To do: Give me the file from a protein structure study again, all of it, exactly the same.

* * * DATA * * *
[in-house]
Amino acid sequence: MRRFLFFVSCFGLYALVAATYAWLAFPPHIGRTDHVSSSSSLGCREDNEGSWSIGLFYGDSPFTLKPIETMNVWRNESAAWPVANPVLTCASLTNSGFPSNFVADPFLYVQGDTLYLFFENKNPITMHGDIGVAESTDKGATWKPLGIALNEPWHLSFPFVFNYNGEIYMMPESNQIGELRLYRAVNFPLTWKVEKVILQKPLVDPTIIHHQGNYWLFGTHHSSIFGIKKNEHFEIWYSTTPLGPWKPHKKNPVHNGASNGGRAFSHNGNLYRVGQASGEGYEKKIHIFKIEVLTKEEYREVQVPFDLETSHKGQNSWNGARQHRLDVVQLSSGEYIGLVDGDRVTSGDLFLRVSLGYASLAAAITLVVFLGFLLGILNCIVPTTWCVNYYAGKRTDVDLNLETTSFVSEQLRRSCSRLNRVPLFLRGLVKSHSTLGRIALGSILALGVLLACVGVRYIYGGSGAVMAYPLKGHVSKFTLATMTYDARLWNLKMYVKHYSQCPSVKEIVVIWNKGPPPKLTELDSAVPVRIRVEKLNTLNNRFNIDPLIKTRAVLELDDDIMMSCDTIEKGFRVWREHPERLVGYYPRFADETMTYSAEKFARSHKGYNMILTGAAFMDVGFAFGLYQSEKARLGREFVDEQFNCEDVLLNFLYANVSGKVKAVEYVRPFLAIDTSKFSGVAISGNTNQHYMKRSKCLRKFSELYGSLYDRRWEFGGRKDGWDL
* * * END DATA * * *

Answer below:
[in-house]
Amino acid sequence: MRRFLFFVSCFGLYALVAATYAWLAFPPHIGRTDHVSSSSSLGCREDNEGSWSIGLFYGDSPFTLKPIETMNVWRNESAAWPVANPVLTCASLTNSGFPSNFVADPFLYVQGDTLYLFFENKNPITMHGDIGVAESTDKGATWKPLGIALNEPWHLSFPFVFNYNGEIYMMPESNQIGELRLYRAVNFPLTWKVEKVILQKPLVDPTIIHHQGNYWLFGTHHSSIFGIKKNEHFEIWYSTTPLGPWKPHKKNPVHNGASNGGRAFSHNGNLYRVGQASGEGYEKKIHIFKIEVLTKEEYREVQVPFDLETSHKGQNSWNGARQHRLDVVQLSSGEYIGLVDGDRVTSGDLFLRVSLGYASLAAAITLVVFLGFLLGILNCIVPTTWCVNYYAGKRTDVDLNLETTSFVSEQLRRSCSRLNRVPLFLRGLVKSHSTLGRIALGSILALGVLLACVGVRYIYGGSGAVMAYPLKGHVSKFTLATMTYDARLWNLKMYVKHYSQCPSVKEIVVIWNKGPPPKLTELDSAVPVRIRVEKLNTLNNRFNIDPLIKTRAVLELDDDIMMSCDTIEKGFRVWREHPERLVGYYPRFADETMTYSAEKFARSHKGYNMILTGAAFMDVGFAFGLYQSEKARLGREFVDEQFNCEDVLLNFLYANVSGKVKAVEYVRPFLAIDTSKFSGVAISGNTNQHYMKRSKCLRKFSELYGSLYDRRWEFGGRKDGWDL